Cook the pasta according to the pack instructions. While it’s cooking, combine the olive oil, chickpeas, capers and the cooking water in a heavy-based pan and heat gently until it starts to boil. Add the grated ginger, the zest and juice of the lemon and the chilli flakes and stir well. Finely dice the jusai and spring onions and add to the chickpea mix. Turn off the heat, drain the pasta and combine it with the chickpea sauce and serve.

Lunar New Year Noodlefest

11 February 2021

With the Lunar New Year ushering in the Year of the Ox on 12 February, we’re turning our attention to the world of noodles – a dish eaten at this time of the year across Asia to bring health and prosperity in the months ahead.

In southern China, longevity noodles symbolise a long life and they are traditionally made from a single, long noodle strand. In Japan, a dish usually eaten on the eve of the new year is Toshikoshi Soba, which translates as ‘year crossing buckwheat noodle’.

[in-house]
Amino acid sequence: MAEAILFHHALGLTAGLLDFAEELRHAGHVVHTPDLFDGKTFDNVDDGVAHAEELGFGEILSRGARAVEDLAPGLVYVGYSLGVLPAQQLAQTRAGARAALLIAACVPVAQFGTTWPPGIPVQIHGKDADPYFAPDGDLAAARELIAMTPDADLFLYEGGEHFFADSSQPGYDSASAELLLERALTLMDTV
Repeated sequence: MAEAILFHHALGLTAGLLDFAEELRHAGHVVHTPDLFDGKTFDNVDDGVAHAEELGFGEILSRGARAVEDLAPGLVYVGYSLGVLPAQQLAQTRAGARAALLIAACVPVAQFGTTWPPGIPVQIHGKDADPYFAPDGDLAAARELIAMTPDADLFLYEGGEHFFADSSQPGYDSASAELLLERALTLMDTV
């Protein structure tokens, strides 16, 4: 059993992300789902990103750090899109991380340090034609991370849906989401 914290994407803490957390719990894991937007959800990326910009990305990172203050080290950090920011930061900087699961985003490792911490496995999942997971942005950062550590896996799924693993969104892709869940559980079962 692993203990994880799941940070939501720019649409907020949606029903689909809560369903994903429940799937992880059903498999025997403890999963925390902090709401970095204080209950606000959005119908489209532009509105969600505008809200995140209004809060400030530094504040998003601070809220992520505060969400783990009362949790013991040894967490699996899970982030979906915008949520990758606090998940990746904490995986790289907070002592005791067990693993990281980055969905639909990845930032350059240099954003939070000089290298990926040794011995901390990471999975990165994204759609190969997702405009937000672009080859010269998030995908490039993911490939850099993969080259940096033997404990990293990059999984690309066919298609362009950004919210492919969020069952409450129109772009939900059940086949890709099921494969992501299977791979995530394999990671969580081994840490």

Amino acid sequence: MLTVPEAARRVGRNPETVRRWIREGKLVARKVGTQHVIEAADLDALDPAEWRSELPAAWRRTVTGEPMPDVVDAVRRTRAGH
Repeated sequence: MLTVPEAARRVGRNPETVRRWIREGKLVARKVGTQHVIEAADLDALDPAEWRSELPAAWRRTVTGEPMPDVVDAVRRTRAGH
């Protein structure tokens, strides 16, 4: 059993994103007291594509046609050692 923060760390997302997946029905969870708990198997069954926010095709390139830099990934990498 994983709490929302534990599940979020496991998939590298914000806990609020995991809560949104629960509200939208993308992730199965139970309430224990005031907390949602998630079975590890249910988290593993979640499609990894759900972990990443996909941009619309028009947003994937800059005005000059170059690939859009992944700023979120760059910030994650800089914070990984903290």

According to the Japan Talk website, “the long shape of the noodle symbolises the crossing from one year to the next” and as the “noodles are easily cut, they symbolise letting go of the regrets of the past year.” As we prepare to enter the Year of the Ox, there are plenty of regrets built up from the past crazy year of the COVID-19 pandemic that need leaving behind, so soba noodles it is!

We’re always up for a challenge here on KCC so we decided to try and make the noodles from scratch. After a plethora of almost perfect noodle posts on social media, including this one from Saida Mirziyoyeva, the Uzbek president’s daughter, making laghman – what could be easier…

Hmm, it turns out that making these buckwheat noodles wasn’t so easy as it looked. After some trial and error, we mixed the buckwheat flour with some 00 (pizza) grade wheat flour and came up with a passable noodle.

Whilst not doing much on the longevity stakes, our noodles proved easy to cut, ensuring that all those regrets were left securely in the past!